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Queen's University
BIOL 205
Ian D Chin- Sang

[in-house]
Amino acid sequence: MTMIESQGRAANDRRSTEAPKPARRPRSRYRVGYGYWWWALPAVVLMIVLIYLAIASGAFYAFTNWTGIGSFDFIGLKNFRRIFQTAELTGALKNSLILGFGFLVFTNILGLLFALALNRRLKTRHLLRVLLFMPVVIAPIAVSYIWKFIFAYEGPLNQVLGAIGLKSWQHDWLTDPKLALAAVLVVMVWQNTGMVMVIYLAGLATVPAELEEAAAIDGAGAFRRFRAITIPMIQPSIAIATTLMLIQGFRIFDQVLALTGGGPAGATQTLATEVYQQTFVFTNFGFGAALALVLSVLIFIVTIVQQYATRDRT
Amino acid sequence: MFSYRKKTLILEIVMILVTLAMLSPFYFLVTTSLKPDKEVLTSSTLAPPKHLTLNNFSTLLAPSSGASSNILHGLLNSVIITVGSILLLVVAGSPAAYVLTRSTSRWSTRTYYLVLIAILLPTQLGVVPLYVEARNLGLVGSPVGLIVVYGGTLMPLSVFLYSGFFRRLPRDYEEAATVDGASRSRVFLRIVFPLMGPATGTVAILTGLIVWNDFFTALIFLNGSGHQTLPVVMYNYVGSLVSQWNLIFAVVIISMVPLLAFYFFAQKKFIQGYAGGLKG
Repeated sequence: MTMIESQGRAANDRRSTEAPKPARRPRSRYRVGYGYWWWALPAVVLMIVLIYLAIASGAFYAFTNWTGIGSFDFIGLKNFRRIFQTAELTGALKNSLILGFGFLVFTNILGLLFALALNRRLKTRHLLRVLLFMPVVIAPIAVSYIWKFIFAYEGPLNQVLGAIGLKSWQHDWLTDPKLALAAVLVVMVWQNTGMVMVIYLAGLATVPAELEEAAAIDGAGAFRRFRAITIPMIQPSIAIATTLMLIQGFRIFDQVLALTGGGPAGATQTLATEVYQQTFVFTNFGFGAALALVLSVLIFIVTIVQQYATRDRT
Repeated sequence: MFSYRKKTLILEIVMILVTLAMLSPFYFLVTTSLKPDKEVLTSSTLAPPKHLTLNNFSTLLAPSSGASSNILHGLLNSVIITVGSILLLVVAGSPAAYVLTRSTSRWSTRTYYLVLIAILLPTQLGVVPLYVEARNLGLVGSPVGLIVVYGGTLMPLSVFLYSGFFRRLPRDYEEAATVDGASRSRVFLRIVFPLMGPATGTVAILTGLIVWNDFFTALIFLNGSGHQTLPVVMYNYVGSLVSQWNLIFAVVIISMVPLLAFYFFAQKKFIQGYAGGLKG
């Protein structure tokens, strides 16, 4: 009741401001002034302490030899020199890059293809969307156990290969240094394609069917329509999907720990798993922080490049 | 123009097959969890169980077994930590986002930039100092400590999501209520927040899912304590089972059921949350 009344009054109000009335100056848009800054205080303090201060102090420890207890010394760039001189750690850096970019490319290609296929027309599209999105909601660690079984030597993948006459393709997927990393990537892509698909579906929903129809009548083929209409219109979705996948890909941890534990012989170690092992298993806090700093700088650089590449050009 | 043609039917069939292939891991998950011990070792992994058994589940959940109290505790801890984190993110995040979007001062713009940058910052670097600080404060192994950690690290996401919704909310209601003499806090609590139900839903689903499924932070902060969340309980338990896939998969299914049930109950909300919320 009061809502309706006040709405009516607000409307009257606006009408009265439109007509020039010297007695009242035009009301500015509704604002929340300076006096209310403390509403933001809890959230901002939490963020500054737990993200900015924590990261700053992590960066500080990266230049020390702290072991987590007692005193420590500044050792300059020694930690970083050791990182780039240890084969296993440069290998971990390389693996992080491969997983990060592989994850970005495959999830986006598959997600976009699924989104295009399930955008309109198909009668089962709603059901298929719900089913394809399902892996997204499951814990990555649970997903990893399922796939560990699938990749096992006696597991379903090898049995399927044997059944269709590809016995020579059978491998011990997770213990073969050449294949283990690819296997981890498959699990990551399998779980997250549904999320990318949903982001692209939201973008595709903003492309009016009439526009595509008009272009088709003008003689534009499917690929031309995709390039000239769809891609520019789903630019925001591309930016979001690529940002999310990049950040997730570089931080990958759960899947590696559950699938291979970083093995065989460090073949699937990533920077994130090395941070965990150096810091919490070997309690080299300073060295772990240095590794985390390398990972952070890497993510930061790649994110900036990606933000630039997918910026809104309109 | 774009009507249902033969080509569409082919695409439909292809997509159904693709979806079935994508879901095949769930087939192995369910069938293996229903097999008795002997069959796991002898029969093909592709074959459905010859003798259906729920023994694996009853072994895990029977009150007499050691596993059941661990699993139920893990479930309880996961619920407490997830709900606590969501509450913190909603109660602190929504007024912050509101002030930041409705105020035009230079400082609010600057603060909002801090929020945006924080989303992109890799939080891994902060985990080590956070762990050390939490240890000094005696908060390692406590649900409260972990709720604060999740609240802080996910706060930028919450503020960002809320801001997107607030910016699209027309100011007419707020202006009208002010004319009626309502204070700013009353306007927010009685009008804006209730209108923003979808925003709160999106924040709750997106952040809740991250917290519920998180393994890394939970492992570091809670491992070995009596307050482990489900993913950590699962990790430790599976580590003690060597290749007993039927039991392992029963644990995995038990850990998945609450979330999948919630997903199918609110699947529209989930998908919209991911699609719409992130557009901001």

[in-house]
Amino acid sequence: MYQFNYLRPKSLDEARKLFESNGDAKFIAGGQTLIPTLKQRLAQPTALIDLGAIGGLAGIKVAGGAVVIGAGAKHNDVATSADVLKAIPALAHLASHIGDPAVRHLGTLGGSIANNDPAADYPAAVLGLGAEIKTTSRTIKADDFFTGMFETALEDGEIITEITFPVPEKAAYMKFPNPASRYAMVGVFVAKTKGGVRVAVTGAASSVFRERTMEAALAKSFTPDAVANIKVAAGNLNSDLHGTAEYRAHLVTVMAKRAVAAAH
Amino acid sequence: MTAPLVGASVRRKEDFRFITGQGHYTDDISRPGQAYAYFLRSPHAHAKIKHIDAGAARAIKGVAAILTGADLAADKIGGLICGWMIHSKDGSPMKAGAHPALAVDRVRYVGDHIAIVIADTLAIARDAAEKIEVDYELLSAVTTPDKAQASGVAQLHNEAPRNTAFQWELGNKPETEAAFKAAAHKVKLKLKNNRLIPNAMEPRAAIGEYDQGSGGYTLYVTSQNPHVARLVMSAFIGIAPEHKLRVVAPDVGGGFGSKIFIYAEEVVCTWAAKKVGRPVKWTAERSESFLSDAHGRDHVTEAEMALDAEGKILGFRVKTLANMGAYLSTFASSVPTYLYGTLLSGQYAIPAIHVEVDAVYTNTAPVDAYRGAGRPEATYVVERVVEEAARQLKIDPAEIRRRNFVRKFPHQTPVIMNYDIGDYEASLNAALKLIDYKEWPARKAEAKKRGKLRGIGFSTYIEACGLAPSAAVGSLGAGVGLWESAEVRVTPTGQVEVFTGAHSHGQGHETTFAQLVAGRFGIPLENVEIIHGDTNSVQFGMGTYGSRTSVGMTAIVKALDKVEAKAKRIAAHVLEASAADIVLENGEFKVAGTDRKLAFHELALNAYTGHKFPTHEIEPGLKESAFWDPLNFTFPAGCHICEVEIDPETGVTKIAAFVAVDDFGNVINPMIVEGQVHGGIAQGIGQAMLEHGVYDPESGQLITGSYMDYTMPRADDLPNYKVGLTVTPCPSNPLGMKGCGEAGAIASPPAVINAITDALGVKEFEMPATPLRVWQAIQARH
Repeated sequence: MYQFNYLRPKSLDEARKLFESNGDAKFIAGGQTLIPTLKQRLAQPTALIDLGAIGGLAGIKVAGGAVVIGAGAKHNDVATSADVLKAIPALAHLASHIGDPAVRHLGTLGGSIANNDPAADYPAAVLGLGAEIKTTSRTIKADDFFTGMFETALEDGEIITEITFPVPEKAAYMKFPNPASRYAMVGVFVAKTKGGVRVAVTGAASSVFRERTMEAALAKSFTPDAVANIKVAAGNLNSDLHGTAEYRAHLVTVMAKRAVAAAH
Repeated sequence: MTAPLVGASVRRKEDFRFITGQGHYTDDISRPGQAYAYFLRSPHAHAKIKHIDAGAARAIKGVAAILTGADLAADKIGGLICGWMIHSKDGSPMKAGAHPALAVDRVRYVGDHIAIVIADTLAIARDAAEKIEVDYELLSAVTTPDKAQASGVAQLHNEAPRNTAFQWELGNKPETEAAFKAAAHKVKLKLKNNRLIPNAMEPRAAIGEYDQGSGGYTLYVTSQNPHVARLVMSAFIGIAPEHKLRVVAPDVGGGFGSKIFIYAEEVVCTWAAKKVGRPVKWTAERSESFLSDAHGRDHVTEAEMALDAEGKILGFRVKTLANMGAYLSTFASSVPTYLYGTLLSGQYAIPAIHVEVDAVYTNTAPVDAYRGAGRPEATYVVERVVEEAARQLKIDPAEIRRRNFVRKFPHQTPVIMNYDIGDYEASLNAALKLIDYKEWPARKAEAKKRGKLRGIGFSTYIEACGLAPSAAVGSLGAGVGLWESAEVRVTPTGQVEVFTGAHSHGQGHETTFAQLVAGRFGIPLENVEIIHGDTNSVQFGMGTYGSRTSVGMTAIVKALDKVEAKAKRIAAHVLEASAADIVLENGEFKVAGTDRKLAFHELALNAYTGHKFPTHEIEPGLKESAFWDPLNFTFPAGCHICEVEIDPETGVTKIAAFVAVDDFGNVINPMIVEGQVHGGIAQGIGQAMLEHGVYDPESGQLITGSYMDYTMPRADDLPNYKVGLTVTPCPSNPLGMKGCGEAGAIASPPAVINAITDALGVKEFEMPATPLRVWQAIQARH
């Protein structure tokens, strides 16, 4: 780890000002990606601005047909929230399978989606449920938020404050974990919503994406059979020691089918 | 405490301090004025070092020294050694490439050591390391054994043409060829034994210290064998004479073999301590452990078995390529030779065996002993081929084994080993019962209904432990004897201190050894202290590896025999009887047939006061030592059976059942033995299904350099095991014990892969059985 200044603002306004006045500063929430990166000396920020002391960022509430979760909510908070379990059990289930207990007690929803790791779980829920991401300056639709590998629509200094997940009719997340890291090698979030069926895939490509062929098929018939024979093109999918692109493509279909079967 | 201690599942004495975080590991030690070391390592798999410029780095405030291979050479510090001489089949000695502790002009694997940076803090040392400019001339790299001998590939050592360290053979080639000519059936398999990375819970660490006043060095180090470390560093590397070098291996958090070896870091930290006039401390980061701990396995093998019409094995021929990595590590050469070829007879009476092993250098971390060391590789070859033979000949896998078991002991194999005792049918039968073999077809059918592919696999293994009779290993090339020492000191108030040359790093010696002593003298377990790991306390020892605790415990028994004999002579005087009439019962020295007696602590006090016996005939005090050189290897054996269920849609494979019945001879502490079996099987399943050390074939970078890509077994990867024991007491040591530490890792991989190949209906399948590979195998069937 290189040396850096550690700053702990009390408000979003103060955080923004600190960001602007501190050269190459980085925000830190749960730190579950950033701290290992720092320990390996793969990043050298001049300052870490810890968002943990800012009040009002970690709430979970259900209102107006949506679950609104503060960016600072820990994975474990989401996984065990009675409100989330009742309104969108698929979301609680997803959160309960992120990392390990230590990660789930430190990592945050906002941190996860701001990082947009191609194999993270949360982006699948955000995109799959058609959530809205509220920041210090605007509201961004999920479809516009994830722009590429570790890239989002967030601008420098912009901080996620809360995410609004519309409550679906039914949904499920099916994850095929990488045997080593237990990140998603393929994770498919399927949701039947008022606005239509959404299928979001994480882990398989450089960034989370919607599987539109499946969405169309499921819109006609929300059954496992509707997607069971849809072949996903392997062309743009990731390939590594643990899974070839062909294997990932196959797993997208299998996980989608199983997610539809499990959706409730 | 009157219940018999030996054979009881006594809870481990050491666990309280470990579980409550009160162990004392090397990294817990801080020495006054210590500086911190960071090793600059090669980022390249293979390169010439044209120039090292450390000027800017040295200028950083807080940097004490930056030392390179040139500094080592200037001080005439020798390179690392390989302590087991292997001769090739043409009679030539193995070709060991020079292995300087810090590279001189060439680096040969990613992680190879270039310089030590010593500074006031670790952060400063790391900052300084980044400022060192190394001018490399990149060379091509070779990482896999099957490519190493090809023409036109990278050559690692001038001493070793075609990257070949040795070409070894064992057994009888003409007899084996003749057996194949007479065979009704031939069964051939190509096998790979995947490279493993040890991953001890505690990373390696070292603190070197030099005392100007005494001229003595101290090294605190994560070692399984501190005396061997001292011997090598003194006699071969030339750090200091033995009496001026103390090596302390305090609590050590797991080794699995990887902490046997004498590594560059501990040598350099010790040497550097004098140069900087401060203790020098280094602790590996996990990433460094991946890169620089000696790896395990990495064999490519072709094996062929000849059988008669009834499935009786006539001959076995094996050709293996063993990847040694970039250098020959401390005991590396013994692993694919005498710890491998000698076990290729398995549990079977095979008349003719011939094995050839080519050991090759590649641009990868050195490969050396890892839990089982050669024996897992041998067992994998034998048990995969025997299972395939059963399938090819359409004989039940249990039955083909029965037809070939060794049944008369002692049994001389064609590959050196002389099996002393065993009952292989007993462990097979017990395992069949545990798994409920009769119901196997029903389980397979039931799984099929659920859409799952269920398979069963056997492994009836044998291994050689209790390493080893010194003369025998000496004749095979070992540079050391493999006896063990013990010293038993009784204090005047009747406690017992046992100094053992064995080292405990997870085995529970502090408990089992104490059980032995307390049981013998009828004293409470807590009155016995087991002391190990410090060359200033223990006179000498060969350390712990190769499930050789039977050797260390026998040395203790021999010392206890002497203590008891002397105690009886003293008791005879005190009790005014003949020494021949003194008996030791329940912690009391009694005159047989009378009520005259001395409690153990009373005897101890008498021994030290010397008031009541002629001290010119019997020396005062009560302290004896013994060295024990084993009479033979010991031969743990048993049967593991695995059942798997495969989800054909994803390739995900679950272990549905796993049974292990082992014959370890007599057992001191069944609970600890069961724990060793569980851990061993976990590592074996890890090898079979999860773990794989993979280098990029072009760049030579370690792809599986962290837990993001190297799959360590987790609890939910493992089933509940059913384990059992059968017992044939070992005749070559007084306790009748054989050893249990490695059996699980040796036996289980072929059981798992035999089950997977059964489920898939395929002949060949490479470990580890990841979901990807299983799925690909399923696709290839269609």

BIOL205:week 4, lecture 10 Genes on the same chromosome: Linkage Mapping by recombinant frequency Recombination • independent assortment of genes on different chromosomes at meiosis is one way to “shuffle” allele combinations. • How do we detect recombination? • compare the “inputs” into meiosis with the “outputs” • in humans the “inputs” are sperm and egg from mother and father and the “outputs” are the person’s eggs or sperm • any meiotic product that has a new combination of the alleles provided by the two input genotypes is by definition a recombinant In diploids, recombinants are best detected in a testcross Independent assortment produces 50 percent recombinants But wait a second… • chromosomal theory of inheritance suggested that genes are on chromosomes • remember Mendel did not know what genes were • for him, chromosomes and genes were the same thing: “factors”. • but what if Mendel decided to study more than 7 traits? • the pea plant has 7 pairs of chromosomes. • eventually he would have a situation where 2 genes would be on the same chromosome. Who was correct? Mendel? Chromosomal Theory? Footnote: • although all of Mendel’s 7 genes showed independent assortment, several were on similar chromosomes (three on chromosome 4 and two on chromosome 1). • however, the distance separating the genes were far apart so it behaved as if they were on separate chromosomes. Dihybrid (double heterozygous) test cross: If the two genes were on the same chromosome Was Mendel correct? • early 1900s: William Bateson + R.C. Punnett studying inheritance of two factors (genes) in peas • they carried out standard F1 Dihybrid self crosses but it did not show the 9::3:3:1 ratio as predicted by the principle of independent assortment • and suggested that the factors were coupled • confirmation of Bateson and Punnett’s hypothesis had to await the development of Drosophila as a genetic tool • Thomas Hunt Morgan found a similar deviation from Mendel's Second Law while studying two autosomal recessive genes in Drosophila • Morgan proposed linkage as a hypothesis to explain phenomenon of apparent allele association Arecombination-based map of one of the chromosomes of Drosophila → • recombination maps of chromosomes are usually assembled two or three genes at a time • when geneticists say 2 genes linked, they mean the loci of those genes are on same chromosome • hence, the alleles on any one homolog are physically joined (linked) by DNAbetween them • the way in which early geneticists deduced linkage is a useful means of introducing most of the key ideas and procedures in the analysis Why make genetic maps? • gene position is crucial information needed to build complex genotypes required for experimental purposes or for commercial applications • knowing position occupied by a gene provides a way of zeroing in on its structure and function • a gene's position can be used to define it at the DNAlevel • in turn, the DNAsequence of a wild-type gene or its mutant allele is a necessary part of deducing its underlying function • the gene arrangement on chromosomes are often slightly different in related species • for example, the rather long human chromosome number 2 is split into two shorter chromosomes in the great apes • hence, chromosome maps are useful in interpreting mechanisms of evolution • chimpanzees (closest living relative to humans) have 48 chromosomes, humans have 46 • either lost one, or they fused together to form one • more likely fused, don't lost → important Evolution and Human Chromosome 2 Iffused, would predict find telomere sequences
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